Can The Denver Nuggets Win The 2013 NBA Championship?
Flying under the radar during the current Miami Heat streak are the Denver Nuggets, whose 10-game win steak has them 23 games over .500 and within 5 games of the first-place Spurs. Denver is having success in a very unconventional way, doing so without a true "star" on the roster. The question then arises: can Denver win a championship with Ty Lawson as its best player?
History may shed some light: The common example of a team winning a title without a star player is Detroit in 2004 when the Pistons won with Chauncey Billups as their best player. So clearly teamwork without a true star player can be a championship-winning formula. But just how rare is it for a championship team to lack a true star player? Let's see if we can start to answer that question using numbers.
One statistic that is used to measure overall player performance is PER. The stat junkies will know this, but for those of you who have lives, PER was created by John Hollinger and takes into account fancy things like True Shooting Percentage and Usage Rate. Unfortunately, there is only PER data for the last 10 seasons. That being said, this is what we'll use to begin our analysis.
I have created a simple stat that quantifies the star-power of a team by assigning point values for players who rank highly amongst the top PER players in the league each year. The point values go as follows:
|Ranking in League||Star Points|
This is undoubtedly a rudimentary statistic and leaves a lot of possibility for misrepresentation of a team’s star power, but it will allow us to get some idea of how often teams win without star players, so that we can determine if the Nuggets have a chance. The "Star Score" of a team is the sum of all the Star Points that the players of the team accumulate. For example, this season the Nuggets only have one player in the top 40 in PER (JaVale McGee at #21) so their Star Score is 1. Here are the Star Scores of the last 10 championship teams:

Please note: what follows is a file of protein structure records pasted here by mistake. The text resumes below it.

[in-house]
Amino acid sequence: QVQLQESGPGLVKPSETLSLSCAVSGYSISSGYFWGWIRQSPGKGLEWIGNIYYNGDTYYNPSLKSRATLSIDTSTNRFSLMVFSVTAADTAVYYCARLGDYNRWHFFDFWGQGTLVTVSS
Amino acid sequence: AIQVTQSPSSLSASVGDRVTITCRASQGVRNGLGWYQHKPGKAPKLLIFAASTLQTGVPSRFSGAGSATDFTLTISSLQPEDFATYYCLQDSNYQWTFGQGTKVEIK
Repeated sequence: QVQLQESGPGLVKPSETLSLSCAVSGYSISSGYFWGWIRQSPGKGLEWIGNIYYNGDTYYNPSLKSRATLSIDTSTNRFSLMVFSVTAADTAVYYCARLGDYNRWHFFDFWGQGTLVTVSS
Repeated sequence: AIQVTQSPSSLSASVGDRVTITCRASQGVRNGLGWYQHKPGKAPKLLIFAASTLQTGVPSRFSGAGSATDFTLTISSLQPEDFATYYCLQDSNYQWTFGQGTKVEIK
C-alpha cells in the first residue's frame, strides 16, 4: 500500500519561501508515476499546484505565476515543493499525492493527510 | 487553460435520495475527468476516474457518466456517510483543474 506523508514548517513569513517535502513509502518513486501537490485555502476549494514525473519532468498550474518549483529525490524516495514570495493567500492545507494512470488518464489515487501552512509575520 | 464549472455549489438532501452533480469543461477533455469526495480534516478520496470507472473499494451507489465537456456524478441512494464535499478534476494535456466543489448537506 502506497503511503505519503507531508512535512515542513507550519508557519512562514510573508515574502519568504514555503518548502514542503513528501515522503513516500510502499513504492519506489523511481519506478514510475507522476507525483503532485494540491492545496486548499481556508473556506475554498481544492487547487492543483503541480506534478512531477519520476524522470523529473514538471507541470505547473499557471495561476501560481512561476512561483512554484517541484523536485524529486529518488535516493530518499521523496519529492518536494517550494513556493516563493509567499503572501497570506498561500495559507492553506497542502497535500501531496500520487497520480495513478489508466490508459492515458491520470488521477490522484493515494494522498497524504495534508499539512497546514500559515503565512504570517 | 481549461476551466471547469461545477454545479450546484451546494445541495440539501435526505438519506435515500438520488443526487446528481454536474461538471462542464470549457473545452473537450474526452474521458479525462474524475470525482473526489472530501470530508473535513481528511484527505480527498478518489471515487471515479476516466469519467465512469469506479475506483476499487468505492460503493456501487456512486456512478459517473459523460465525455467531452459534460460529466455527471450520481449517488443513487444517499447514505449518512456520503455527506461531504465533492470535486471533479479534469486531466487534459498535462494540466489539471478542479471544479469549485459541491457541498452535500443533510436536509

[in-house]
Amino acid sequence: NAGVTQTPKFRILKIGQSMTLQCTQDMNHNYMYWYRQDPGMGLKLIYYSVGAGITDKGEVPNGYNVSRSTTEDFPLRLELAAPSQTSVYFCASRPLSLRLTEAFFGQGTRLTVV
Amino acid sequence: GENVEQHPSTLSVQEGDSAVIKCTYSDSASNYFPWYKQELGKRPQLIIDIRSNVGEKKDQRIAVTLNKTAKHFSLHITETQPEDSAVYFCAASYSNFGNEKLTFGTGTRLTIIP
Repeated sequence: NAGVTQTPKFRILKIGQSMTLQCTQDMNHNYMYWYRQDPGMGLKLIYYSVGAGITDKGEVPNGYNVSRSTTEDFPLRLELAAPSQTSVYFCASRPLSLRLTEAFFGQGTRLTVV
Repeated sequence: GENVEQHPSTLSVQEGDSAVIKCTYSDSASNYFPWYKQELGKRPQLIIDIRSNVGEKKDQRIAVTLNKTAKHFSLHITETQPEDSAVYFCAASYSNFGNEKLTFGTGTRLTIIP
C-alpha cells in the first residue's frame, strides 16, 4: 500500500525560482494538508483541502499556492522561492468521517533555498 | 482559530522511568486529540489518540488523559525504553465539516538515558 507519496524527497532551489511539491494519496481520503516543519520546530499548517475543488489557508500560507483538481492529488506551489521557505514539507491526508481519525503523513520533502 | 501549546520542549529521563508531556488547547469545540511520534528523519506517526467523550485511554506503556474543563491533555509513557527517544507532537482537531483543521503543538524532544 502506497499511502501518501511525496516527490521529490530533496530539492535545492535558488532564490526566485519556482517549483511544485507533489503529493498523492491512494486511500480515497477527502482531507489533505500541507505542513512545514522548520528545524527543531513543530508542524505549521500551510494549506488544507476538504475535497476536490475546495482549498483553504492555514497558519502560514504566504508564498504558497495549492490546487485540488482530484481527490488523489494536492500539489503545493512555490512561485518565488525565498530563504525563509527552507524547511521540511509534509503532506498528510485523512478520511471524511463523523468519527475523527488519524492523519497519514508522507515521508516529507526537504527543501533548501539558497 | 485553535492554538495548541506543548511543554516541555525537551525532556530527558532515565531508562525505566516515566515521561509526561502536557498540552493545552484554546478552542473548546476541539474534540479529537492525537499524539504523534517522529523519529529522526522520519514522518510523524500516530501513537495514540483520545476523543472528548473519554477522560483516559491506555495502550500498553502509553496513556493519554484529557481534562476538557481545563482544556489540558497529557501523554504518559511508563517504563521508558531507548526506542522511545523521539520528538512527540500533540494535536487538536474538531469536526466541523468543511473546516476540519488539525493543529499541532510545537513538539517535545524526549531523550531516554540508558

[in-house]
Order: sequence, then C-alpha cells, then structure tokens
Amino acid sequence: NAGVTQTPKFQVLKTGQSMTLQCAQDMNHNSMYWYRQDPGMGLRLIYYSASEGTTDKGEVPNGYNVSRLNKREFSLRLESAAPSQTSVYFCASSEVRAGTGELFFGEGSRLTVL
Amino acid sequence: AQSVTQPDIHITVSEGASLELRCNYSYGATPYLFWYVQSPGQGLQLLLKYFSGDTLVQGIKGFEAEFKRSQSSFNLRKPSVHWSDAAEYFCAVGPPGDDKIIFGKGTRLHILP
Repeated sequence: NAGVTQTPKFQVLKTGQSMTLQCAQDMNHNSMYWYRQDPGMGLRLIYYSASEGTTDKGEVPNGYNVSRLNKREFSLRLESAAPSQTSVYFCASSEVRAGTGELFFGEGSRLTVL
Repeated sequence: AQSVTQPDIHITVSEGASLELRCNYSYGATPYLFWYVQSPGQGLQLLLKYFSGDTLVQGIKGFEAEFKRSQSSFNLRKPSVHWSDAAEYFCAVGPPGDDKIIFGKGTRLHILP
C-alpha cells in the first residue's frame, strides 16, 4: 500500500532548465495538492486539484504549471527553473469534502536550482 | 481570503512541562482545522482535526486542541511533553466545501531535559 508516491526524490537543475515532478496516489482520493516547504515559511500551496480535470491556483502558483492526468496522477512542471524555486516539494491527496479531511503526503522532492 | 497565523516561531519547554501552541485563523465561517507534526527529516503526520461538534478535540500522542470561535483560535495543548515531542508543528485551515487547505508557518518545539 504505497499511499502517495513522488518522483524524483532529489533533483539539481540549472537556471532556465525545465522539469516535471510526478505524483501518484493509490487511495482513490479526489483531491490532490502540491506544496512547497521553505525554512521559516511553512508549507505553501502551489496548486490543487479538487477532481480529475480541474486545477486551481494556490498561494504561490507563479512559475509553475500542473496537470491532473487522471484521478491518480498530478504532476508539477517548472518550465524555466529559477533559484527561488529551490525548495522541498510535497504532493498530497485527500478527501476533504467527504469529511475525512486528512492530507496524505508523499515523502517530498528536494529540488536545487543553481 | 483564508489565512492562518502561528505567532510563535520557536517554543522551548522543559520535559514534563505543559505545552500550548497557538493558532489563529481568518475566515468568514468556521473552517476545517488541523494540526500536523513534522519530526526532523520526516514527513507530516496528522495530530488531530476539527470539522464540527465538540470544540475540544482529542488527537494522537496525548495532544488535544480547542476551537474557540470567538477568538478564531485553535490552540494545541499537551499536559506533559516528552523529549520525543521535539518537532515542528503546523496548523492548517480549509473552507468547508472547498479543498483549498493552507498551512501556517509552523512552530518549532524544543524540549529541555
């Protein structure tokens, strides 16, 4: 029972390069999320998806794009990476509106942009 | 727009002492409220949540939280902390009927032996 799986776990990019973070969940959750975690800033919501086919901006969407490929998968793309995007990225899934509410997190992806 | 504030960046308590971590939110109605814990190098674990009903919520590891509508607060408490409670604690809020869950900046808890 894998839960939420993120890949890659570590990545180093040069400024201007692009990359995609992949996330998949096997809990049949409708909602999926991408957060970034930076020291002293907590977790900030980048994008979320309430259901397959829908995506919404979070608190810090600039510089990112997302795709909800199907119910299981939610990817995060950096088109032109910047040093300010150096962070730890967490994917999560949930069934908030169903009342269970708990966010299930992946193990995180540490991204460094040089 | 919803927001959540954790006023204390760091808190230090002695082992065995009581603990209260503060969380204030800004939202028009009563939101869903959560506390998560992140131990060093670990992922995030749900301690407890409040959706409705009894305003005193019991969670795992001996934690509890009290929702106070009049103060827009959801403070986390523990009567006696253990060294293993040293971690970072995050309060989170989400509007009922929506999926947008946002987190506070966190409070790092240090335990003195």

|Year||Champion||#oP1-5 PER||#oP 6-15 PER||#oP 16-40 PER||Star Score|
From this, we can conclude that it is indeed very rare for a team to win without a star, as Detroit seems to be the only team in the last 10 years to accomplish the feat. The teams with the next lowest Star Score are the '11 Mavs and the '03 Spurs, and certainly Dirk and Duncan are considered stars. However, 10 seasons is not a big enough sample size to say anything definitively so I performed the same study using Points Per Game instead of PER, because the PPG data was readily available. Defining stars as leaders in scoring is not as good as using PER, but it will do for a rough picture. This time, I went back 25 years:
|Year||Champion||#oP 1-5 PPG||#oP 5-15 PPG||#oP 16-40 PPG||Star Score|
This reveals a more favorable picture for the Nuggets. The '13 Nuggets have a Star Score of 1 (Ty Lawson is ranked 32nd in the league in terms of PPG) and so do 5 Championship teams - '08 Celtics, '05 Spurs, '04 Pistons, and '89 and '90 Pistons. Let's take a closer look at those teams and determine whether they in fact did lack stars. The Celtics in '08 did it with a total team effort but certainly got most of their production from Garnett, Pierce and Allen (and to a lesser extent, an up-and-coming Rondo). The Spurs in '05 did it with just one top-40 scorer (Duncan at No. 25) but certainly had a big three with Duncan, Ginobili, and Parker. The '04 Pistons is the classic example, as they certainly did it with a balanced attack with five players averaging double-digits during their playoff run. The '89 and '90 Pistons are also good examples of balanced attacks - the best players on the team were Isiah Thomas and Joe Dumars, but they were not standout stars of the league at the time. The '90 Pistons had six players average double-figures in the playoffs and seven average over nine points per game! The '89 Pistons had a similar balanced attack. One thing that both of these teams had going for them was superb coaching from Hall-of-Famer Chuck Daly. This, to me, makes a lot of sense because when you don't have star players, your team dynamic has to be very strong to have success.
So, what can we conclude? I would say, it is hard to say anything for sure, but it looks like it can be done. The '04, '90 and '89 Pistons are all comparable teams in terms of star power to the '13 Nuggets. They'll need strong coaching (we'll see if George Karl's "no plays" offense can hold up in the playoffs) and immaculate teamwork, but I think with a few breaks they have a chance to win it all.
Reach Staff Writer Adam Levin here.